Subjects/Keywords Surfactant-polymer flooding; Multicomponent two-phase flow; Global pressure; Capillary pressure; Finite Element Method; Modified Method of Characteristics; Convergence analysis; Error estimates; Numerical simulations; Heterogeneous permeability
Contributors Daripa, Prabir (advisor); Howard, Peter (committee member); King, Michael J (committee member); Kuchment, Peter (committee member); Lazarov, Raytcho (committee member)
Language en
Country of Publication us
Record ID handle:1969.1/165997
Repository tamu
Date Retrieved
Date Indexed 2020-08-12
Grantor Texas A & M University
Issued Date 2017-07-28 00:00:00

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…flooding, the use of surfactant further improves oil recovery by reducing the capillary pressure between the aqueous and the oil phases and by reducing the residual saturation limits of the rock matrix. ASP flooding 4 in which Alkali is also used in the…

…the evolution of the fluid phases and the dissolved components will be presented in the next chapter. Here we introduce one more fundamental rock-fluid characteristic associated with multiphase flows in porous media known as the capillary pressure. At…

…turn, determines the contact angle which is used to define capillary pressure pc at the pore-scale. Intuitively, capillary pressure can be understood as the excess pressure that the non-wetting phase should have to keep the interface steady between two…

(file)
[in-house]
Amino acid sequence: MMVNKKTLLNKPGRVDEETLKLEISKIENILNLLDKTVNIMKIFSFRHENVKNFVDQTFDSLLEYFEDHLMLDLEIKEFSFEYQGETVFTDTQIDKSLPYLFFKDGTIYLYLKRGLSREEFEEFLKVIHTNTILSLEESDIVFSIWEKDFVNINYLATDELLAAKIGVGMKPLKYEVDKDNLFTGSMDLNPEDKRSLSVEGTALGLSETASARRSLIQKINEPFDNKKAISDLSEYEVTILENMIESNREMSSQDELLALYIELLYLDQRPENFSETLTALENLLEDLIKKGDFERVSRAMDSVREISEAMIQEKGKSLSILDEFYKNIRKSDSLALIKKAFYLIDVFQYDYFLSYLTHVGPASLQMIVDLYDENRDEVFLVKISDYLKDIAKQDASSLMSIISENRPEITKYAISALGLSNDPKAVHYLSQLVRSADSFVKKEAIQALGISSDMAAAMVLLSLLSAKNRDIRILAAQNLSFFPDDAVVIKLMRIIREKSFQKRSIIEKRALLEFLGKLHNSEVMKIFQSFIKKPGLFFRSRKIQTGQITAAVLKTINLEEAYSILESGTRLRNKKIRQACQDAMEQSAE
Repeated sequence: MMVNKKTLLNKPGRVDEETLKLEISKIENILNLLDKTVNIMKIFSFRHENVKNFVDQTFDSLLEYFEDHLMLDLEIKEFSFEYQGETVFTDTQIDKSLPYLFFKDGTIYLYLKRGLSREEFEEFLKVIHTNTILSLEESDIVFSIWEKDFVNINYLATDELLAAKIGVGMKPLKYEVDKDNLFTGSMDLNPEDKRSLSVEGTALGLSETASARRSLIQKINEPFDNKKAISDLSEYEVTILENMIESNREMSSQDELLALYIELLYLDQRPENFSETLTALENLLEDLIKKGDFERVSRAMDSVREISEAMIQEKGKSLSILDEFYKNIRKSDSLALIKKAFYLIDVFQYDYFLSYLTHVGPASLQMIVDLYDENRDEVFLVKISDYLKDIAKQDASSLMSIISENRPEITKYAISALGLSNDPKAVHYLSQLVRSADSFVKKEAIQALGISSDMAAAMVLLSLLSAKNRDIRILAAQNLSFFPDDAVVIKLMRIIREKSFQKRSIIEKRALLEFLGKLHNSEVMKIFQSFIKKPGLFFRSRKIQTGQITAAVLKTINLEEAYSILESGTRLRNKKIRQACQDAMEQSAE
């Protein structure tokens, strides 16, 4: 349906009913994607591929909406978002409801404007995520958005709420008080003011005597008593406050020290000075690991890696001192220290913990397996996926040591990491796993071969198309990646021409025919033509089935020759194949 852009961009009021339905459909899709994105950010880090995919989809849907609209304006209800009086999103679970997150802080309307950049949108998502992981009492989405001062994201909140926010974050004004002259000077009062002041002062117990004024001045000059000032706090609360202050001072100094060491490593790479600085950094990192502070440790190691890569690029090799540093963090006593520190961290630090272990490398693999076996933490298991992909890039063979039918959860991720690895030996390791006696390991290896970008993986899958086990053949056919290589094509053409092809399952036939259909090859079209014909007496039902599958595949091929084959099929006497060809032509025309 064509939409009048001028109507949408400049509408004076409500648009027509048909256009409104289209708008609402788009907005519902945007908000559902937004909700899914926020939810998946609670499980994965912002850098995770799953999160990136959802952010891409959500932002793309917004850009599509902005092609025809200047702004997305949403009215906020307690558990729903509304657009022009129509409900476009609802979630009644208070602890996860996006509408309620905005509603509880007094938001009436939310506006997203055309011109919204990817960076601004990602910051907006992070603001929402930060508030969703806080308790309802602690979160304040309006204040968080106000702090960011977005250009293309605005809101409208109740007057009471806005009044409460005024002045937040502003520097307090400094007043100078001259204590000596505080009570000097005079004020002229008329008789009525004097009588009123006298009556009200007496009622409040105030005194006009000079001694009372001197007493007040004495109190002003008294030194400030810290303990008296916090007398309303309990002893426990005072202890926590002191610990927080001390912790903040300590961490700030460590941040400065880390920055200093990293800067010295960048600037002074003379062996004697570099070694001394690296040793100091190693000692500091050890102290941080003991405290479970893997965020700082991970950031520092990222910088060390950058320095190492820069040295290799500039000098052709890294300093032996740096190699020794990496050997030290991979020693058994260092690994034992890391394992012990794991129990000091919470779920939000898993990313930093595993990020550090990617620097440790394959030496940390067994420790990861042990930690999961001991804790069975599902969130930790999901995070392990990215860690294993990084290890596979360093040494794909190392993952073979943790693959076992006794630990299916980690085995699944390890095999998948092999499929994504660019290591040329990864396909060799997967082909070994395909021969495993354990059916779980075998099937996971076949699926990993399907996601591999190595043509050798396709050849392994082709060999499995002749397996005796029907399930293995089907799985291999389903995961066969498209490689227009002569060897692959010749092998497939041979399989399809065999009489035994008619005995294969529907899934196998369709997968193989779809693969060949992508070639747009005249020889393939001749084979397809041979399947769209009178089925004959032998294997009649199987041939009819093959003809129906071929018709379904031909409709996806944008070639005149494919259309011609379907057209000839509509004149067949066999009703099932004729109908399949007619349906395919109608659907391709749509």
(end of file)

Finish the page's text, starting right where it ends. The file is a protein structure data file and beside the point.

…static fluids [14]. This notion allows us to define capillary pressure in terms of the macroscopic field variables by using a static force balance across the interface in the following way pc = pnw − pw , (1.2) where pnw and pw are…

…compressible two-phase flows under the assumption of no mass transfer between the phases and taking into account the effects of gravity, capillary pressure and heterogeneity [18, 19]. Some existence results for this new formulation have been presented…

…effect of capillary pressure is neglected. We direct the readers to Daripa et al. [27] and the papers cited therein. Error estimates and convergence analysis have been carried out previously for the MMOC [55], the MMOCAA [60]…

…various flooding schemes for multicomponent flows like SP flooding in heterogeneous permeability fields have been presented. This dissertation is laid out as follows. In chapter 2, the global pressure formulation of the governing equations for polymer…

…flooding and SP flooding are derived and presented along with the various constitutive relations. These include relevant models of capillary pressure and relative permeability and their dependence on the water saturation and the concentrations of the…